Category Archives: Threats

MSPs face increased risks and opportunities to rethink cybersecurity

Managed service providers (MSPs) and their small-and medium-sized business (SMB) customers lack the tools and resources needed to sufficiently defend against rising cyberattacks and threats, according to Continuum. Security shortcomings The report found significant shortcomings in how MSPs offer cybersecurity, emphasizing the need for both MSPs and their SMB customers to reevaluate their cybersecurity strategies and identify effective solutions to bridge the widening IT skills gap. Conducted by Vanson Bourne, the study surveyed 200 MSPs … More

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WAV files spotted delivering malicious code

Attackers have embedded crypto-mining and Metasploit code into WAV audio files to stymie threat detection solutions. “All WAV files discovered adhere to the format of a legitimate WAV file (i.e., they are all playable by a standard audio player),” Josh Lemos, VP of Research and Intelligence at BlackBerry Cylance, told Help Net Security. “One WAV file contained music with no indication of distortion or corruption and the others contained white noise. One of the WAV … More

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5 things security executives need to know about insider threat

Insider threat is, unfortunately, an issue that has not yet received sufficient priority. According to the 2018 Deloitte-NASCIO Cybersecurity Study, CISOs’ top challenges remain “budget, talent and increasing cyber threats,” and to some, insider threat doesn’t even make the list of top-ten priorities. Considering what’s at stake – and our 21st-century ability to see signs of, and ultimately prevent, insider threat – this is a phenomenon security executives can no longer afford to ignore. Specifically, … More

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ICS cybersecurity investment should be a priority in protecting operations from disruption

93% of ICS security professionals are concerned about cyberattacks causing operational shutdown or customer-impacting downtime, according to a Tripwire survey. In an effort to prepare against such threats, 77% have made ICS cybersecurity investments over the past two years, but 50% still feel that current investments are not enough. The survey was conducted by Dimensional Research and its respondents included 263 ICS security professionals at energy, manufacturing, chemical, dam, nuclear, water, food, automotive and transportation … More

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Cybercrime is maturing, shifting its focus to larger and more profitable targets

Cybercrime is continuing to mature and becoming more and more bold, shifting its focus to larger and more profitable targets as well as new technologies. Data is the key element in cybercrime, both from a crime and an investigate perspective. These key threats demonstrate the complexity of countering cybercrime and highlight that criminals only innovate their criminal behavior when existing modi operandi have become unsuccessful or more profitable opportunities emerge. In essence, new threats do … More

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Internal user mistakes create large percentage of cybersecurity incidents

Internal user mistakes created the largest percentage of cybersecurity incidents over the past twelve months (80%), followed by exposures caused by poor network system or application security (36%), and external threat actors infiltrating the organization’s network or systems (31%), SolarWinds research reveals. Poor password management ranked as the leading cause of concern for German IT professionals regarding insider threats. Forty-five percent of tech pros surveyed indicated poor password management or weak passwords as the most … More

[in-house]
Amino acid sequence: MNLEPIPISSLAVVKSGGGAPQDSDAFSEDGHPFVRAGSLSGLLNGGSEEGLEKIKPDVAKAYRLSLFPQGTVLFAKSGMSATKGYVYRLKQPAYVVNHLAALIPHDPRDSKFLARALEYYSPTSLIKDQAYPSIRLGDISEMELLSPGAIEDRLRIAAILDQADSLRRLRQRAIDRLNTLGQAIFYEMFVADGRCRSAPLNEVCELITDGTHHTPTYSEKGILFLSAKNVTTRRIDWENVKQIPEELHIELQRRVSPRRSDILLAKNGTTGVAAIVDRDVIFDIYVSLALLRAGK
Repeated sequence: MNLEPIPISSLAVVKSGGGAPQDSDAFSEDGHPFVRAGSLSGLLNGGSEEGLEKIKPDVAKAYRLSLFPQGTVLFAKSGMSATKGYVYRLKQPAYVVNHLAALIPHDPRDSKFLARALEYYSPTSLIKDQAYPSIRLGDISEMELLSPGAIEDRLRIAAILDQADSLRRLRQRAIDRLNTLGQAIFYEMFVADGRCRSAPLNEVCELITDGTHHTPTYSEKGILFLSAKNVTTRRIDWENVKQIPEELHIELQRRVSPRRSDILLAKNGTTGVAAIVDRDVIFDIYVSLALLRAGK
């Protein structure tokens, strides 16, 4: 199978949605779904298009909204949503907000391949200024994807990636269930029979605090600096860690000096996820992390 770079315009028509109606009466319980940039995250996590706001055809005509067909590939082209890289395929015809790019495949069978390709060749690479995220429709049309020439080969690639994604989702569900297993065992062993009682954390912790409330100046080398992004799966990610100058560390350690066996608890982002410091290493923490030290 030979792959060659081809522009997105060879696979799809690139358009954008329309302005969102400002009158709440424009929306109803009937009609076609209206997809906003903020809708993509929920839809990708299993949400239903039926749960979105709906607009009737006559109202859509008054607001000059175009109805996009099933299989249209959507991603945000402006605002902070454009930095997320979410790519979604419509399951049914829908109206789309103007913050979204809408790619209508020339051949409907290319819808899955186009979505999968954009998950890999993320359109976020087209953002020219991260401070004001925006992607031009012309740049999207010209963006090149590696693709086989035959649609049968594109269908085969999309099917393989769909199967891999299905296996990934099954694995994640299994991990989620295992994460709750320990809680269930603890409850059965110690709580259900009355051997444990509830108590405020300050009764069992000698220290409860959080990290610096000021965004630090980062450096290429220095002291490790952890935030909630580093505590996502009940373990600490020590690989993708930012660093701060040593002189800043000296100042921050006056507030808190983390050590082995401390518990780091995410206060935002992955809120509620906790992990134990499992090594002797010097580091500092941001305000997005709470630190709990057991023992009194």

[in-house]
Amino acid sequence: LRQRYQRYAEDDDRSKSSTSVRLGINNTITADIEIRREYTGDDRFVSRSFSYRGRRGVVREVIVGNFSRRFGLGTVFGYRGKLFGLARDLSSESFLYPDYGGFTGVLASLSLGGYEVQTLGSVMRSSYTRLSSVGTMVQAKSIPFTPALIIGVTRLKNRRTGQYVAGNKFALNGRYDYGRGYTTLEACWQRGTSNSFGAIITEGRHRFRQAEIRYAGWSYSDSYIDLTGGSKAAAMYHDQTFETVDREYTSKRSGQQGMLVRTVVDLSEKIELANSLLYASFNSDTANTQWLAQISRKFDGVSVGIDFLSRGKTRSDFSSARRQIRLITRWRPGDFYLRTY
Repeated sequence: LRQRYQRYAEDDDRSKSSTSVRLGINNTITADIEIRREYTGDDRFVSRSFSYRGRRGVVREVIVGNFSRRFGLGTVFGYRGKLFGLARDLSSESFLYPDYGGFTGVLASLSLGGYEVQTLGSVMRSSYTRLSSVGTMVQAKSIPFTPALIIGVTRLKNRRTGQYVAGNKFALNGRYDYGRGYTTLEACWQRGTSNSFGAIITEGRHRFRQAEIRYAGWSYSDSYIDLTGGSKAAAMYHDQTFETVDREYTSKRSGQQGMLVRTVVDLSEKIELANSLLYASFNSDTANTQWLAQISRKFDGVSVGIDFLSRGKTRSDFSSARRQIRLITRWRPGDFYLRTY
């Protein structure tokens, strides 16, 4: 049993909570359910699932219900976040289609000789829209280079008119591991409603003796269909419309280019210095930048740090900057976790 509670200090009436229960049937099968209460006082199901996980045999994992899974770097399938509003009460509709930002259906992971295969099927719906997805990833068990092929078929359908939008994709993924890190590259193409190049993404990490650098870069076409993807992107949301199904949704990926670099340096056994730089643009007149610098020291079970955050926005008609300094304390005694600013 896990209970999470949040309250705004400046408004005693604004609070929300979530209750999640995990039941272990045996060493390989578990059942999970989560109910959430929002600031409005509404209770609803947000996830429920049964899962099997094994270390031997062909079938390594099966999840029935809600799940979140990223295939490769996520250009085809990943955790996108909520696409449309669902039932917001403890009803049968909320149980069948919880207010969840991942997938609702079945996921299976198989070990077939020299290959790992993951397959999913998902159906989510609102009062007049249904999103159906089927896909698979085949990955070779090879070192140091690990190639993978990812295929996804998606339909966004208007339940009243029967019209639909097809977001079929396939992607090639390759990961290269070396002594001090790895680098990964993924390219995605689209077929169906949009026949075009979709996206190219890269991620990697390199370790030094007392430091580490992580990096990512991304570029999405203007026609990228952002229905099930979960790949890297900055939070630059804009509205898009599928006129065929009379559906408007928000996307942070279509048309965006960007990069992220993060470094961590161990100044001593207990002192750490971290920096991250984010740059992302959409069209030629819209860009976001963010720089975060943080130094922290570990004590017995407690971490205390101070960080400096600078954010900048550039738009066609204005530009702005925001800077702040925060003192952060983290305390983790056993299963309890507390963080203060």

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The 5 biggest examples of executive threats and how to prevent them

Many executives focus their security efforts and budgets solely on physical threats, but attacks targeting an executive’s digital presence can be just as dangerous. Criminals are looking to exploit the wealth of high-profile and high net-worth individuals—or cause them embarrassment or personal harm—at an unprecedented rate. And, as the most abundant source of company secrets and IP, they’re a primary attack vector of their businesses too. Attacks on VIPs involve attempts at accessing their sensitive … More

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Cyber risks are the top concern among businesses of all sizes

Cyber risks are the top concern among businesses of all sizes for the first time since the Travelers Companies’ survey began in 2014. Of the 1,200 business leaders who participated in the survey, 55% said they worry some or a great deal about cyber risks, ahead of medical cost inflation (54%), employee benefit costs (53%), the ability to attract and retain talent (46%) and legal liability (44%). As concerns about cyber threats have grown, a … More

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How important is packet capture for cyber defense?

Organizations using full packet capture are better prepared to battle cyber threats, according to an Enterprise Management Associates (EMA) report. Visibility and accuracy of packet capture The report highlights that the visibility and accuracy of packet capture data provides the best source of certainty for threat detection, and notes that the adoption of full packet capture has accelerated over the past 12 months. The report concludes that “…it is clear that those using packet capture … More